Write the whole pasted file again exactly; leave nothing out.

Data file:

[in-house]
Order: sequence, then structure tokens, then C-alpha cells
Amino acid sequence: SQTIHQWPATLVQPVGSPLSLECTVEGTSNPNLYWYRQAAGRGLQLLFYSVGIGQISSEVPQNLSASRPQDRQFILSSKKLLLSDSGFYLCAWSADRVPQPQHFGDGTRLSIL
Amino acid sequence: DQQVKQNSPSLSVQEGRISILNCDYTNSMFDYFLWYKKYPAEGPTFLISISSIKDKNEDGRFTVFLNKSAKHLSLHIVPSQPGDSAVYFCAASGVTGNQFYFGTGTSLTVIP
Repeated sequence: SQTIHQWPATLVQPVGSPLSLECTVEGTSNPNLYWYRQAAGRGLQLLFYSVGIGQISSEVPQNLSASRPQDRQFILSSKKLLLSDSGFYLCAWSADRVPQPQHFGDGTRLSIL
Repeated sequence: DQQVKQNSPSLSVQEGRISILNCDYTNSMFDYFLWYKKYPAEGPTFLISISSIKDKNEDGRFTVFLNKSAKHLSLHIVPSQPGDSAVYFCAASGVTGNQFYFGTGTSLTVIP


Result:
[in-house]
Order: sequence, then structure tokens, then C-alpha cells
Amino acid sequence: SQTIHQWPATLVQPVGSPLSLECTVEGTSNPNLYWYRQAAGRGLQLLFYSVGIGQISSEVPQNLSASRPQDRQFILSSKKLLLSDSGFYLCAWSADRVPQPQHFGDGTRLSIL
Amino acid sequence: DQQVKQNSPSLSVQEGRISILNCDYTNSMFDYFLWYKKYPAEGPTFLISISSIKDKNEDGRFTVFLNKSAKHLSLHIVPSQPGDSAVYFCAASGVTGNQFYFGTGTSLTVIP
Repeated sequence: SQTIHQWPATLVQPVGSPLSLECTVEGTSNPNLYWYRQAAGRGLQLLFYSVGIGQISSEVPQNLSASRPQDRQFILSSKKLLLSDSGFYLCAWSADRVPQPQHFGDGTRLSIL
Repeated sequence: DQQVKQNSPSLSVQEGRISILNCDYTNSMFDYFLWYKKYPAEGPTFLISISSIKDKNEDGRFTVFLNKSAKHLSLHIVPSQPGDSAVYFCAASGVTGNQFYFGTGTSLTVIP